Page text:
Bookend: Keeping Track

January 2, 2024

Anna Kresmer, holding a title from the B&O Railroad Museum research library, poses in front of a 19th century locomotive.
B&O Railroad Museum archivist Anna Kresmer poses with a copy of the Book of the Royal Blue, a monthly magazine published by B&O from the late 19th to early 20th century.Photo: Aaron Clamage

In 1827, the Baltimore and Ohio (B&O) Railroad became the first common carrier railway in the US, revolutionizing commercial travel. Its creation cemented Baltimore as the “birthplace of American railroading,” says Anna Kresmer, archivist at the B&O Railroad Museum (BORM), located in the city’s historic Mount Clare Station and Roundhouse building.

“It really [was] a seismic culture shift,” Kresmer says. “We call it the moonshot. We liken it to the internet, how it had that kind of change on people.”

Kresmer analyzes and catalogs materials, supports exhibit development, and oversees BORM’s research library, home to more than 5,000 titles. Locomotives aside, BORM’s collection—including its archives, library, and small objects—measures approximately 7,200 linear feet. Most items are from the 1820s to early 1970s.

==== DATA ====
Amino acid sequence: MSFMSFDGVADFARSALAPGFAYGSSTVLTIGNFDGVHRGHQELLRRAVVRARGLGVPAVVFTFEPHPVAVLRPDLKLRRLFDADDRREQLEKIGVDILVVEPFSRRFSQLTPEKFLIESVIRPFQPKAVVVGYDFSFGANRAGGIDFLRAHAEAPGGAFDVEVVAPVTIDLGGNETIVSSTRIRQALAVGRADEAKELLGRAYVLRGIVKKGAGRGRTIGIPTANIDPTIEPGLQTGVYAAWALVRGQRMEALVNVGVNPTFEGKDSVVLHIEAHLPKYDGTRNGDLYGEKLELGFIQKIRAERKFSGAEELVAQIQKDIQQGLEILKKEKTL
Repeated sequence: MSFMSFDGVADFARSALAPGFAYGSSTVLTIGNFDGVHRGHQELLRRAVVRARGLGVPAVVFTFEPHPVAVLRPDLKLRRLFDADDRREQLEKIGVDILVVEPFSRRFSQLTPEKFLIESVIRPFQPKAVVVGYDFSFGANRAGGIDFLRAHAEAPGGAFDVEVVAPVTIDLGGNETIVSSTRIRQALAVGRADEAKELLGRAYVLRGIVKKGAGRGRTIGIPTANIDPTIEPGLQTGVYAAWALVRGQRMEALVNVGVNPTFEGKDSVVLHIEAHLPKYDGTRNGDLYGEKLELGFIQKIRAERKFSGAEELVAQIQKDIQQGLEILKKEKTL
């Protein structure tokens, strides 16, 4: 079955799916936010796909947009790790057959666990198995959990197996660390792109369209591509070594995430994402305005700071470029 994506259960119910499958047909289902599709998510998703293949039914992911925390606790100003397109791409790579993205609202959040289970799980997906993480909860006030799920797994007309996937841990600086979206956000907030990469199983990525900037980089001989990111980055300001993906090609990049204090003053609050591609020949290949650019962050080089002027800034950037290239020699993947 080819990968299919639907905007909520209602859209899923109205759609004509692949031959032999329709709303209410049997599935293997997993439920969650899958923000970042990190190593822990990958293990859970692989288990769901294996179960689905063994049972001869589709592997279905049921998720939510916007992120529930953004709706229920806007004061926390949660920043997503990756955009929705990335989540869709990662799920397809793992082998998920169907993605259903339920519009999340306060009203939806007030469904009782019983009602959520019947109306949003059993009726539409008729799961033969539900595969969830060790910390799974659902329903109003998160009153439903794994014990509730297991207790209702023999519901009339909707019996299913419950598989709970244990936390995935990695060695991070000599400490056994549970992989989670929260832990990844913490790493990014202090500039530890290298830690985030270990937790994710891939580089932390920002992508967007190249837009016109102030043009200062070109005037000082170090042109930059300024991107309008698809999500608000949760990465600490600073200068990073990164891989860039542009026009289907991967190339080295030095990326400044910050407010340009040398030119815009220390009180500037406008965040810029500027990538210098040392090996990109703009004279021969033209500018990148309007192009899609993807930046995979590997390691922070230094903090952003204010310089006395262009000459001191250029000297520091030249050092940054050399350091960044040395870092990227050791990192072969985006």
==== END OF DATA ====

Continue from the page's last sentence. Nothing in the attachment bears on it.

Kresmer fulfills reference requests across disciplines, from rail history buffs to authors and screenwriters seeking to tell historically accurate stories. Standouts from the library and archives, according to Kresmer, include original journals of surveyors determining the railroad’s path; stereo slides of the 1927 Fair of the Iron Horse, B&O’s two-week-long centennial celebration; and a mechanical pencil gifted by President Abraham Lincoln to then–B&O President John Work Garrett (their friendship helped keep B&O’s services open to the Union during the Civil War).

These materials, Kresmer says, help provide broader context for societal changes in the 19th and 20th centuries, particularly with establishing a shared American identity.

“The railroad changed our concept and understanding of distance and what constituted a country,” she says. “It took us from small town or small colony identification into a nation.”